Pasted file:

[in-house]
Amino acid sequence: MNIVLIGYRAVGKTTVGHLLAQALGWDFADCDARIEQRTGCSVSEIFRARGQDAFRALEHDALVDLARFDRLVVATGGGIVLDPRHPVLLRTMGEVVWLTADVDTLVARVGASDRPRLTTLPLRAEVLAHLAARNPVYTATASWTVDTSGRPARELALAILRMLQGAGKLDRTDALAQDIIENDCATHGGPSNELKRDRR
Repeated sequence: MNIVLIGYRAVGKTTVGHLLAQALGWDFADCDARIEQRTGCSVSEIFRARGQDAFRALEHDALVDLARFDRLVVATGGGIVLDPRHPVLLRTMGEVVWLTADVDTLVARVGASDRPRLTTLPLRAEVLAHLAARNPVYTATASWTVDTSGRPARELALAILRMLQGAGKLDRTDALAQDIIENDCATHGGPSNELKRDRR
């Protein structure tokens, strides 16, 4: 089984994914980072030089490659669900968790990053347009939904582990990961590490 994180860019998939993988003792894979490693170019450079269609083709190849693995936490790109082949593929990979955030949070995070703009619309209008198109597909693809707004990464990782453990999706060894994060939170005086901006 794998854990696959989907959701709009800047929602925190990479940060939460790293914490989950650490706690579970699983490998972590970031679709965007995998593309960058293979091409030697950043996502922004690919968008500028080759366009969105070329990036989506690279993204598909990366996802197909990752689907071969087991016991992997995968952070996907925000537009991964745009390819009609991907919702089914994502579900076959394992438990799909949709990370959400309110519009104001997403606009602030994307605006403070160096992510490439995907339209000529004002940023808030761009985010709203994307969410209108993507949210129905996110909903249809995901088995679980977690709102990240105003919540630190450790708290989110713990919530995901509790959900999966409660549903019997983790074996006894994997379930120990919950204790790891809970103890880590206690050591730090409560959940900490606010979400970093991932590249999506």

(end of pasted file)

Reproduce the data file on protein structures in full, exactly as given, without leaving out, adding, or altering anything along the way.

[in-house]
Amino acid sequence: MNIVLIGYRAVGKTTVGHLLAQALGWDFADCDARIEQRTGCSVSEIFRARGQDAFRALEHDALVDLARFDRLVVATGGGIVLDPRHPVLLRTMGEVVWLTADVDTLVARVGASDRPRLTTLPLRAEVLAHLAARNPVYTATASWTVDTSGRPARELALAILRMLQGAGKLDRTDALAQDIIENDCATHGGPSNELKRDRR
Repeated sequence: MNIVLIGYRAVGKTTVGHLLAQALGWDFADCDARIEQRTGCSVSEIFRARGQDAFRALEHDALVDLARFDRLVVATGGGIVLDPRHPVLLRTMGEVVWLTADVDTLVARVGASDRPRLTTLPLRAEVLAHLAARNPVYTATASWTVDTSGRPARELALAILRMLQGAGKLDRTDALAQDIIENDCATHGGPSNELKRDRR
């Protein structure tokens, strides 16, 4: 089984994914980072030089490659669900968790990053347009939904582990990961590490 994180860019998939993988003792894979490693170019450079269609083709190849693995936490790109082949593929990979955030949070995070703009619309209008198109597909693809707004990464990782453990999706060894994060939170005086901006 794998854990696959989907959701709009800047929602925190990479940060939460790293914490989950650490706690579970699983490998972590970031679709965007995998593309960058293979091409030697950043996502922004690919968008500028080759366009969105070329990036989506690279993204598909990366996802197909990752689907071969087991016991992997995968952070996907925000537009991964745009390819009609991907919702089914994502579900076959394992438990799909949709990370959400309110519009104001997403606009602030994307605006403070160096992510490439995907339209000529004002940023808030761009985010709203994307969410209108993507949210129905996110909903249809995901088995679980977690709102990240105003919540630190450790708290989110713990919530995901509790959900999966409660549903019997983790074996006894994997379930120990919950204790790891809970103890880590206690050591730090409560959940900490606010979400970093991932590249999506």